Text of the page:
In a move that should get online gamers drooling, Sega and Sony have announced a plan that will allow users on different consoles to play against each other.
Online gaming is fast becoming a serious threat to other forms of entertainment. Already the combined PC and console-based computer gaming industry accounts for roughly the same amount of revenue as the film industry makes in box office sales. With online games being the fastest growing segment, thanks in part to deathmatch games like the Quake family and Counter Strike, the console side of the business risked being left behind.
Now Sega, maker of the discontinued DreamCast console, and Sony, with both of its PlayStation models, are in talks with Microsoft about interoperability with its Xbox console, which is scheduled to launch later this year.
Sega exited the hardware side of the business after sales of DreamCast failed to meet expectation. The company now focuses more on the game development side of the business. It is also in talks with Nintendo about possible online cooperation.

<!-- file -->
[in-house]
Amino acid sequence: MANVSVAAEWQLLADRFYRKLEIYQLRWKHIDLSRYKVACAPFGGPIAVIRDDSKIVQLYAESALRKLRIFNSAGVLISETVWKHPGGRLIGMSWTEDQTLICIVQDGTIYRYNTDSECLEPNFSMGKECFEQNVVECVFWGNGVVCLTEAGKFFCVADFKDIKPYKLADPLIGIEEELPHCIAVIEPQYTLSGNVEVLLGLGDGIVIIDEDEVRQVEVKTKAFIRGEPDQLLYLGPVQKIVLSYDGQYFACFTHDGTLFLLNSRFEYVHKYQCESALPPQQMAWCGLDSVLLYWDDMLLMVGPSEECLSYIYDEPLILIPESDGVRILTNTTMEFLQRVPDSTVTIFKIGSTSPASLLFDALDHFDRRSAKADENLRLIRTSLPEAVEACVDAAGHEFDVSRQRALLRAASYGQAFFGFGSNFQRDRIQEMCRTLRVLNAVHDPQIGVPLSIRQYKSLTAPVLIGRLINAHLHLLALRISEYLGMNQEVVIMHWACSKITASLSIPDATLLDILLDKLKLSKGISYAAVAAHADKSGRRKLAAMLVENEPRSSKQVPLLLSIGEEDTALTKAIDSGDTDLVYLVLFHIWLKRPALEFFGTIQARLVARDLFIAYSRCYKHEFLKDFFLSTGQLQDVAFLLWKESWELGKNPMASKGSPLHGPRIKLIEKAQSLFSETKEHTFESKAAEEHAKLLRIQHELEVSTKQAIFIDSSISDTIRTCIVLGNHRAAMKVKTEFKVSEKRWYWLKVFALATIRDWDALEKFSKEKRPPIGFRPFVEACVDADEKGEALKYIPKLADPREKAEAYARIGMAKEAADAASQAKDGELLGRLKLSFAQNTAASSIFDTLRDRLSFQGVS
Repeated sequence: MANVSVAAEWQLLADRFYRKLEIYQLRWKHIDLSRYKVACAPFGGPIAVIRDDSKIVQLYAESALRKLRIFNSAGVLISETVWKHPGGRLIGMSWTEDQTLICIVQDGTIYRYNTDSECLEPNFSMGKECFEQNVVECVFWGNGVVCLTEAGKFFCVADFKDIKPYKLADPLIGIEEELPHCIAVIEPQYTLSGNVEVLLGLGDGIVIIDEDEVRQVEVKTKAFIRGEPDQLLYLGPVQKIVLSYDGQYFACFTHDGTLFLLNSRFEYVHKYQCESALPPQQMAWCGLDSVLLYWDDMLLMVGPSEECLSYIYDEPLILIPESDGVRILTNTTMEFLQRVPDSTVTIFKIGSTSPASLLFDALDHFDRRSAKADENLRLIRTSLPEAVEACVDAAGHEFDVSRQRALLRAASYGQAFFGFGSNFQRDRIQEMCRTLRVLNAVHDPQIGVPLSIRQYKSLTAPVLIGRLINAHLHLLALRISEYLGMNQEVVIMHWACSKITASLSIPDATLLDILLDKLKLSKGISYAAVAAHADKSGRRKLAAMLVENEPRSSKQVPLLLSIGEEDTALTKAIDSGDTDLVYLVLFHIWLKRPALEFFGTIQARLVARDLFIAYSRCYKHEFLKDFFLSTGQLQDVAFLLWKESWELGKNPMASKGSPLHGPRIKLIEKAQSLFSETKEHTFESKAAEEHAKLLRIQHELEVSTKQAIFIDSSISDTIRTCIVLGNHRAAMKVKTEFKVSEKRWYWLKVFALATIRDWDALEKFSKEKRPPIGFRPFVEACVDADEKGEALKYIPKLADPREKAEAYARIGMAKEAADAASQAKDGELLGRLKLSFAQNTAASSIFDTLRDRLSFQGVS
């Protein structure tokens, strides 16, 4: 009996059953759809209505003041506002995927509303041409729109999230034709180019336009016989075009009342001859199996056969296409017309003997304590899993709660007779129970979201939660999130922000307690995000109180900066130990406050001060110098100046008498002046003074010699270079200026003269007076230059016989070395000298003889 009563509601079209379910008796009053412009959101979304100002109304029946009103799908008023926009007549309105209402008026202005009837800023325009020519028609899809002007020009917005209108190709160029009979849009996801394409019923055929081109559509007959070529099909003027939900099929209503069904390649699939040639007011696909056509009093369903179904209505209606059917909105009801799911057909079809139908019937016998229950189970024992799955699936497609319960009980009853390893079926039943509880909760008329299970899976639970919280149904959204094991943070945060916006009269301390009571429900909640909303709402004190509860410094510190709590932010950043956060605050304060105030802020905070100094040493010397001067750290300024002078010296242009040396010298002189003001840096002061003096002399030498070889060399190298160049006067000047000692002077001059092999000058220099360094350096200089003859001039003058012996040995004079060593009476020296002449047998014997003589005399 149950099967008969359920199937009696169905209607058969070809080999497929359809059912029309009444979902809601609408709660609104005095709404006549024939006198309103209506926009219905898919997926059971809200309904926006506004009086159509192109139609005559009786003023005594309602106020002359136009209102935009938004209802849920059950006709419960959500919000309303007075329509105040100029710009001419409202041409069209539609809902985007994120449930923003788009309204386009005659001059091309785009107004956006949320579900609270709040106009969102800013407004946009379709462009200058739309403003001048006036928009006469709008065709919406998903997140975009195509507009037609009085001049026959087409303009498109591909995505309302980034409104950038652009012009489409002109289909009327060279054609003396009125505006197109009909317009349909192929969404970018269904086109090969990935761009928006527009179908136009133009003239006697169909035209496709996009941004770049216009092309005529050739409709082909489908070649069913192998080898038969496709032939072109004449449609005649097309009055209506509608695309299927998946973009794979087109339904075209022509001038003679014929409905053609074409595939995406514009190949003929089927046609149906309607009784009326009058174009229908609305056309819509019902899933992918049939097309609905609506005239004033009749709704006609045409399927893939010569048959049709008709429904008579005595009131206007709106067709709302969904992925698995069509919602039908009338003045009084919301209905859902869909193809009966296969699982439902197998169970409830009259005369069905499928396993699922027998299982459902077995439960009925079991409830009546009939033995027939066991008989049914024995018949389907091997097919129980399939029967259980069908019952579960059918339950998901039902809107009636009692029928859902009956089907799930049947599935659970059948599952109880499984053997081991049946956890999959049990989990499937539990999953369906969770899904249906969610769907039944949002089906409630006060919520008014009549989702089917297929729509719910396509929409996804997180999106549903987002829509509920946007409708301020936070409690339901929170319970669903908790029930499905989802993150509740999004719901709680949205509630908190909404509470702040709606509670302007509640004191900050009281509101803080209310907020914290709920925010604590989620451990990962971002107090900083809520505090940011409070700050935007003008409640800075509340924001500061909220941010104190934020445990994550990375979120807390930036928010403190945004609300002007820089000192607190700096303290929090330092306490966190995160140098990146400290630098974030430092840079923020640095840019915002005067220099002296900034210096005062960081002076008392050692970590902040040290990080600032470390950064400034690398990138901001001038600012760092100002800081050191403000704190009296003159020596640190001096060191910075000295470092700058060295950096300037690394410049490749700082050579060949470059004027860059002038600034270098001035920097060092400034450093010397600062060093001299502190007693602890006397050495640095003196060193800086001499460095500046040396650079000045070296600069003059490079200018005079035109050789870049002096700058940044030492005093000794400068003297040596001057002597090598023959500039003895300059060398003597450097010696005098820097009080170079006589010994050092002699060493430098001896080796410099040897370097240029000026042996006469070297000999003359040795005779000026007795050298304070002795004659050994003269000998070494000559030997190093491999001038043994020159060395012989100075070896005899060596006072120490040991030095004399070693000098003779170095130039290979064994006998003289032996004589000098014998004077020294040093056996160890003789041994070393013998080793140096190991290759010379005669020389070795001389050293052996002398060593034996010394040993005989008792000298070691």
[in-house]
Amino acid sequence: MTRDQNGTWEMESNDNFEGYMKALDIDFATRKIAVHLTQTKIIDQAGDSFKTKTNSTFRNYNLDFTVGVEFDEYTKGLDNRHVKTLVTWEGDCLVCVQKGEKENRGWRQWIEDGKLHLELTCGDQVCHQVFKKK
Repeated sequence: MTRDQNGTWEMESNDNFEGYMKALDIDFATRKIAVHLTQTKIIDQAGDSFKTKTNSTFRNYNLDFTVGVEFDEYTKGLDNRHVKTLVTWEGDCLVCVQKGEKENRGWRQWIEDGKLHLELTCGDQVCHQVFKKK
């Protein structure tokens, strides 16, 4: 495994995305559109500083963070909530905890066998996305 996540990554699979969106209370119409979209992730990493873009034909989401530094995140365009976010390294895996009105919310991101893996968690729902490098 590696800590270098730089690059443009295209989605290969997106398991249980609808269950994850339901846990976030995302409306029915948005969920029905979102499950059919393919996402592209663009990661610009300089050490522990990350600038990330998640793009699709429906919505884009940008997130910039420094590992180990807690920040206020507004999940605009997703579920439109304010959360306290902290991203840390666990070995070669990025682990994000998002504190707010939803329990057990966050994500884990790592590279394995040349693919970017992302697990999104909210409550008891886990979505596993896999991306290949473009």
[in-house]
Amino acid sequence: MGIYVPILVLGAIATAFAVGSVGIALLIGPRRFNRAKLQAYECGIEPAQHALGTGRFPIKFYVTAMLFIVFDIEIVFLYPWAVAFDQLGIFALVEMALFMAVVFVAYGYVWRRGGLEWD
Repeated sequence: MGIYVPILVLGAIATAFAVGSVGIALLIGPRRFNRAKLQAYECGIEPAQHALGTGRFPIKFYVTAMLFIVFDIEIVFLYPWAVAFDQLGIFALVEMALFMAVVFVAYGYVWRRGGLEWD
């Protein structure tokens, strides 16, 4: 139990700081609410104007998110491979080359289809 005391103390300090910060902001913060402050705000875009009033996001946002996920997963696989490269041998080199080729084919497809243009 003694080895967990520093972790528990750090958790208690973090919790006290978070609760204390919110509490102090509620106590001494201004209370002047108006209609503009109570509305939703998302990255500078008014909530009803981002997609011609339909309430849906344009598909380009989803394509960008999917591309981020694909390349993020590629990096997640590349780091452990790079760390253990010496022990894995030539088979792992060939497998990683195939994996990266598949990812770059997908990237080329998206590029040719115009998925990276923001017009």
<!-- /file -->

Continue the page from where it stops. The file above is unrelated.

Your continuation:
Sony, with the lion’s share of the market, wants the PlayStation II to become a home entertainment centre, capable of playing DVDs, CD music and surfing the net as well as being a games centre.
Microsoft’s Xbox will be the first console to launch with a built-in hard drive, which will allow game designers more freedom in their design. The use of Intel’s Pentium chip architecture means PC games will be easily ported to the Xbox.